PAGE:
We on the Ridge don’t always know what the Low-Country is doing. Few probably are aware that there has been a tradition in Charleston, the bedrock of much of the early S.C. history, that on June 28 there is a celebration each year – Carolina Day. It basically is celebrating the Revolutionary battle victory when Gen. Moultrie’s forces (numbering few in comparison to the enemy) won over the English. The Red Coats drowned in the undertow, or were taken away by the Patriot’s marksmanship. As they tried to gain access to Sullivan’s Island (where Fort Moultrie is), they lost to the SC forces and insured the call for a Declaration of Independence. When those gathered in Philadelphia heard of the victory in Charleston, it is said there was more resolve in signing that important document.
Charleston, for a hundred years after, gave public celebration to a feat that gave energy to the drive toward Independence. Not allowing the celebration to be completely lost, in the last decades or so, some 55 local societies (listed at end of this article) have gathered to rejuvenate the celebration.
This June 28 event is like a prelude to our Independence Day of July 4. The celebration in Charleston started with a church service at 10:00 a.m. at St. Michaels Anglican Church. A parade involving these 55 societies, showing dates covering from the St. Andrew’s Society of Charleston of1729 to Children of American Revolution, Long Bay Chapter, 2004, carried flags and marched from Washington Square on Broad down Meeting Street to White Point Gardens (The Battery).
Chairman of the Palmetto Society, Charles Waring III, officiated at the program that followed the parade. The gathering heard from Mayor Techlenberg. His address was full of patriotic fervor, mentioning his own ancestor, one of the signers of the Declaration.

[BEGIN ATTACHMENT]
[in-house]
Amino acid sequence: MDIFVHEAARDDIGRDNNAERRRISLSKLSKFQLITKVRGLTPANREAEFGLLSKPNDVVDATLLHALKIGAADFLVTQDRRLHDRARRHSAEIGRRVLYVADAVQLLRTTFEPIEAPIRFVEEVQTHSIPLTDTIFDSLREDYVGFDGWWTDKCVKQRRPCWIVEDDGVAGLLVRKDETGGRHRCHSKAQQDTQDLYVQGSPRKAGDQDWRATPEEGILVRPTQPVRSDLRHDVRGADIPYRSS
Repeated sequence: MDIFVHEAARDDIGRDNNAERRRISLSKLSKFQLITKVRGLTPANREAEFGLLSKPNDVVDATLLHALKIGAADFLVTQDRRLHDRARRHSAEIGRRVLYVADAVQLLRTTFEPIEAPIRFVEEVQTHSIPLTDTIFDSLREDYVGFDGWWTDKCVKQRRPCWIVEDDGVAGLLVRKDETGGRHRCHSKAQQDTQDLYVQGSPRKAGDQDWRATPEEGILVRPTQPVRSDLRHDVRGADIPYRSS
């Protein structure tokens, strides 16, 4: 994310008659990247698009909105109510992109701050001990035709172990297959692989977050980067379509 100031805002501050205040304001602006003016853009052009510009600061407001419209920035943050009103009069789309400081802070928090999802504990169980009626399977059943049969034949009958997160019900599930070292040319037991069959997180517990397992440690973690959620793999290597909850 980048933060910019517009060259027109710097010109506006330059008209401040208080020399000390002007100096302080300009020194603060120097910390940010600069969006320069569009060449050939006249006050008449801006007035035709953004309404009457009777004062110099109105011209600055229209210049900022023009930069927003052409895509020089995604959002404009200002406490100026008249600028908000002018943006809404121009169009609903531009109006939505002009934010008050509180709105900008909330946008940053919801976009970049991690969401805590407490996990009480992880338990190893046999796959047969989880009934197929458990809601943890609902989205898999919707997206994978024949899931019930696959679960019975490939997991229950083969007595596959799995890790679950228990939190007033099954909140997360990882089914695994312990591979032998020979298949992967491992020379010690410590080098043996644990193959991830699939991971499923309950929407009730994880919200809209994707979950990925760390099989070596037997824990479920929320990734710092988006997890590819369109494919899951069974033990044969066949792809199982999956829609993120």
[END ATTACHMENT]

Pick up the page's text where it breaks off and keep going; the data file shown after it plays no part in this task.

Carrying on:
It was stated above that, unawares of the tide at Sullivans, the British marched their soldiers into the sea. Another mishap for the enemy was that the cannons shot from English ships were deflected by the Palmetto trees whose trunks made up the Fort Moultrie walls and were soft and yielding, so the impact of the cannon balls was lessened.
It was a victory for Fort Moultrie and gave energy to the call for Independence, now one of the greatest of celebrations in our country today.
2017 Carolina Day Marching Order
- St. Andrew’s Society of Charleston (1729)
- St. George’s Society (1733)
- Solomon’s Lodge, No.1 AFM (1736)
- Charleston Library Society (1748)
- Episcopal Clergy Society (1762)
- Palmetto Society (1777)
- Society of the Cincinnati of SC (1783)
- Agricultural Society of South Carolina (1785)
- Hebrew Benevolent Society (1786)
- Charleston Ancient Artillery (1792)
- Beaufort College Trustees (1795)
- Hibernian Society of Charleston (1799)
- Washington Light Infantry (1807)
- Charleston Bible Society (1810)
- Ladies Benevolent Society (1813)
- Societe Bienfaisance (French Society) (1816)
- New England Society (1819)
- Sumter Guards of Charleston (1819)
- Arion Society (1832)
- Ladies Fuel Society (1833)
- Ancient Order of Hibernians (1836)
- Palmetto Guard (1851)
- Gibbes Museum of Art (1857)
- Confederate Home and College (1867)
- South Carolina Society of the SAR (1876)
- Huguenot Society of South Carolina (1885)
- Maj. Gen. Moultrie Chapter SAR (1889)
- Naval Order of the U.S. (1890)
- South Carolina DAR, Ft Sullivan (1890)
- South Carolina DAR, Rebecca Motte (1890)
- Avinger Chapter #2154 UDC (1892)
- Society of Colonial Wars in SC (1892)
- Society of Colonial Dames in SC (1893)
- SC V Fort Sumter Camp 1269 (1894)
- Secession Camp #4 SC V (1894)
- Society of the War of 1812 in SC (1894)
- Preservation Society of Charleston (1920)
- Poetry Society of South Carolina (1921)
- Propeller Club of United States (1933)
- USC Caroliniana Library (1937)
- Historic Charleston Foundation (1947)
- Scottish Society of Charleston (1970)
- Society of First Families of SC (1976)
- SC Irish Historical Society (1979)
- South Carolina Ladies Auxiliary (1993)
- St. David’s Society (1998)
- SC V Moultrie Camp #27 (2003)
- Children of American Revolution-Long Bay Chapter (2004)
A member of the Advertiser family, Butler Derrick III, shared the story with this newspaper and is pictured holding the Society of Cincinnati (named for the Roman Gen. Cincinnatus) flag. He marched as a member of the Society (1783).